At Hinoki & the Bird, the hostesses don’t wear pants

Hinoki hostess Alexandra DeMartini in the third incarnation of the shirt dress uniform. The dress is designed to hit thigh high.
(Katie Falkenberg / Los Angeles Times)

So here you are at Hinoki & the Bird, a new restaurant in Century City where detail in pursuit of high-concept extends right down to the shoelaces worn by the waitstaff.

The entrance overlooks a sunken dining room awash in warm light, “a Bond-villain lair” as described by Jonathan Gold in a recent review. At the bar are suave cocktails such as gin and lemon poured over crushed grapes, and in the open kitchen, you’ll see thin sheets of the hinoki – a fragrant wood – set on fire then sent out on plates of black cod. A large patio of diners might seat a few celebrities.

But you’re here for your own table. That’s when you see the hostesses. There might be a trio of them at the host’s stand at the entrance. They glide across the dining room carrying menus, leading guests to their seats. But they’re not wearing pants. And you wonder if something went wrong.


Photos: Dining at Hinoki & the Bird

They’re in only somewhat oversized shirt dresses meant to hit thigh high. Very high thigh. You might pray that they don’t drop a menu. Picking up a fallen napkin seems out of the question. And if it weren’t for the platform strappy heels, you might wonder, as one diner said, if the women didn’t minutes ago step out of their (boyfriend’s) bedrooms.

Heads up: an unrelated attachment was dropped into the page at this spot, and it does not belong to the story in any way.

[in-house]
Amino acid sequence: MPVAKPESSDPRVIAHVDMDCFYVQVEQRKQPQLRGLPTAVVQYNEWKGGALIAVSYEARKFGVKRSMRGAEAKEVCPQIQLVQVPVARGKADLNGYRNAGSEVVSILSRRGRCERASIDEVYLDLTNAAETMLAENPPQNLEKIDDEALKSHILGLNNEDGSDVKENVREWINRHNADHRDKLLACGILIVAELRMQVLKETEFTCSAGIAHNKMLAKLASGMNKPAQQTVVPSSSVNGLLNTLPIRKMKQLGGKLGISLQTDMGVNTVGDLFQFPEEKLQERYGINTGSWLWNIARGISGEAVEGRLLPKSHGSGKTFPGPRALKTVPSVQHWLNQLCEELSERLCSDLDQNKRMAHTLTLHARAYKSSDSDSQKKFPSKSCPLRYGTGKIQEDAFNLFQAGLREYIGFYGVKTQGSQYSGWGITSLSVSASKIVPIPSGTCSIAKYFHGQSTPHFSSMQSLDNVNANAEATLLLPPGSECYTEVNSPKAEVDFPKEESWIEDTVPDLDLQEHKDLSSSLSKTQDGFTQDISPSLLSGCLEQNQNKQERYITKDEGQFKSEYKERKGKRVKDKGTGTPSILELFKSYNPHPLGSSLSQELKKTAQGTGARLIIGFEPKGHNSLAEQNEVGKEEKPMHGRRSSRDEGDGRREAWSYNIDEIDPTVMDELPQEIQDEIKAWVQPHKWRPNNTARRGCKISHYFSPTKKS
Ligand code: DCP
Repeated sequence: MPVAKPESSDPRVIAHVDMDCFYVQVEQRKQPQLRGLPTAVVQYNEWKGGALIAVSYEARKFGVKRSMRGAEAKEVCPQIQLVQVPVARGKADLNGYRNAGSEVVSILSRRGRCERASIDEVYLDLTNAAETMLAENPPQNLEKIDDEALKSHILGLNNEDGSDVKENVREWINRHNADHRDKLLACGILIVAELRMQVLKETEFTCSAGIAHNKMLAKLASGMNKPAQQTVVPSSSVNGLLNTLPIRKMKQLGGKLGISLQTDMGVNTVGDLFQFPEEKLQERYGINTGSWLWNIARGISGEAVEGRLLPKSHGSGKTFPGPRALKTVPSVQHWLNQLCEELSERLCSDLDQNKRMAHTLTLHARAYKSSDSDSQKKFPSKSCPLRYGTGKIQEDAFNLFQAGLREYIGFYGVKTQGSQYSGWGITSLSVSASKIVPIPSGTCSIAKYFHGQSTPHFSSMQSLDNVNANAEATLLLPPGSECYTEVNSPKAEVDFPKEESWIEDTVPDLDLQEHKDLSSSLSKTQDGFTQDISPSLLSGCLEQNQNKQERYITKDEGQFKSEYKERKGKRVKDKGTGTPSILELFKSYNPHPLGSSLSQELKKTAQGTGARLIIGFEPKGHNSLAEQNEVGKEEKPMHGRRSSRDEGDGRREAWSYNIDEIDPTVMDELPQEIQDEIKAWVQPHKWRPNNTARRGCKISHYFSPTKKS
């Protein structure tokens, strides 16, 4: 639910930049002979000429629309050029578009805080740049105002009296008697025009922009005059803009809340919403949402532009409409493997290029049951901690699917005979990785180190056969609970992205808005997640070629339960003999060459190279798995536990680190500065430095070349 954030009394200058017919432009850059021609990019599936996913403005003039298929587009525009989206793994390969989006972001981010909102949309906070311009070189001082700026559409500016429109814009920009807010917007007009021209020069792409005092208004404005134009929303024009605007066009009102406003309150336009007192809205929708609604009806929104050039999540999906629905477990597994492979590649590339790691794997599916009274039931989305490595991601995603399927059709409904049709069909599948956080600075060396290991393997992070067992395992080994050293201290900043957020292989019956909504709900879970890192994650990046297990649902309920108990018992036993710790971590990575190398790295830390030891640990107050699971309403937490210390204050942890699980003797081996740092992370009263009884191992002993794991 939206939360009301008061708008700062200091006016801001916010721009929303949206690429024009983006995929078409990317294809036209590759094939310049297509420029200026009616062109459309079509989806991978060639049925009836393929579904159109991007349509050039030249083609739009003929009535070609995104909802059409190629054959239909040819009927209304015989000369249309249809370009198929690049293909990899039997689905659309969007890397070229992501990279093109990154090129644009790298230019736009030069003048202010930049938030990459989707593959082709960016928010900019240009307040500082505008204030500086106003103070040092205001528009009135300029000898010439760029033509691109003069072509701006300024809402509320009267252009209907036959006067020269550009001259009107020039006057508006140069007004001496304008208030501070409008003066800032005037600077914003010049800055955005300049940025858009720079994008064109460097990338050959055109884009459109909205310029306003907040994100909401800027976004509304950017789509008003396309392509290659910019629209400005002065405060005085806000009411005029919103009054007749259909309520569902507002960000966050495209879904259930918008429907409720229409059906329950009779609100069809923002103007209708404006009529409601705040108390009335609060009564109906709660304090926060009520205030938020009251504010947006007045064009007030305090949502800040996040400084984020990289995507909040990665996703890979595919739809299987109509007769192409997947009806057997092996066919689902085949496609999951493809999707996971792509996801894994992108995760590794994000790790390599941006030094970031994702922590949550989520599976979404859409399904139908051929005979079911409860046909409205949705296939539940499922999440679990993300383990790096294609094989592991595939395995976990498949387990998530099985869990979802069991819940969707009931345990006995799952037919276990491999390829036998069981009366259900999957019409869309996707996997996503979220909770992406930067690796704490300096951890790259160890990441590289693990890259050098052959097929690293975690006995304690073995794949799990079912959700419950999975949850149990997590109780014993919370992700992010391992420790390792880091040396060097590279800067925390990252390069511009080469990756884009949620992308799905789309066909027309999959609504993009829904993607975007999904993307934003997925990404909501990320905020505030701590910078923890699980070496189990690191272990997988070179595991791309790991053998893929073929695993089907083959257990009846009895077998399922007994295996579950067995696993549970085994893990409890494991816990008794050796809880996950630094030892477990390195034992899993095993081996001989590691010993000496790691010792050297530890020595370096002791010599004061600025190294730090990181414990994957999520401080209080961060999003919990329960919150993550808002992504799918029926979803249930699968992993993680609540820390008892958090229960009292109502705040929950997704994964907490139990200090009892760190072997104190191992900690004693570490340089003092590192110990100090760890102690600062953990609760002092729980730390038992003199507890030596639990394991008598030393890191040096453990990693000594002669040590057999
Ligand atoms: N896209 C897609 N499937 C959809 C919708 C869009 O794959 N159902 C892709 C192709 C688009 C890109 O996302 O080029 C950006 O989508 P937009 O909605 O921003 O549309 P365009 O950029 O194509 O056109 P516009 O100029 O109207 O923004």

As it turns out, that stark look is intended.

“The way the hostess looks sets the tone for the rest of the evening,” said Greg Sato, who, with his business partner Min Young Lee, designed all of the staff uniforms.

“When it came to the hostesses, we wanted to present something different, something that separated them from the rest of the staff. We wanted the natural beauty of their faces, their character, their personality expressed in a feminine form.”

And stand out they do. The rest of the staff wears unisex, comfortable clothes. Servers are in unwashed Levi’s jeans, chambray shirts, Chuck Taylor sneakers and custom aprons tied with imported Japanese denim. If the server is male, his shoe laces are burnt orange. If female, those laces are navy blue.

When Hinoki & the Bird first opened, the hostess dresses were red, then pewter and in both cases, Sato said, those colors made them stand out too much. “The one thing we don’t want to do is take away from the food. You want [the uniforms] to be noticed, but you don’t want it to be the main attraction.

“Los Angeles has one of the best-looking restaurant staff in the whole world. Diners in the city have gotten used to a very attractive staff.”

We’ll take another gin cocktail.


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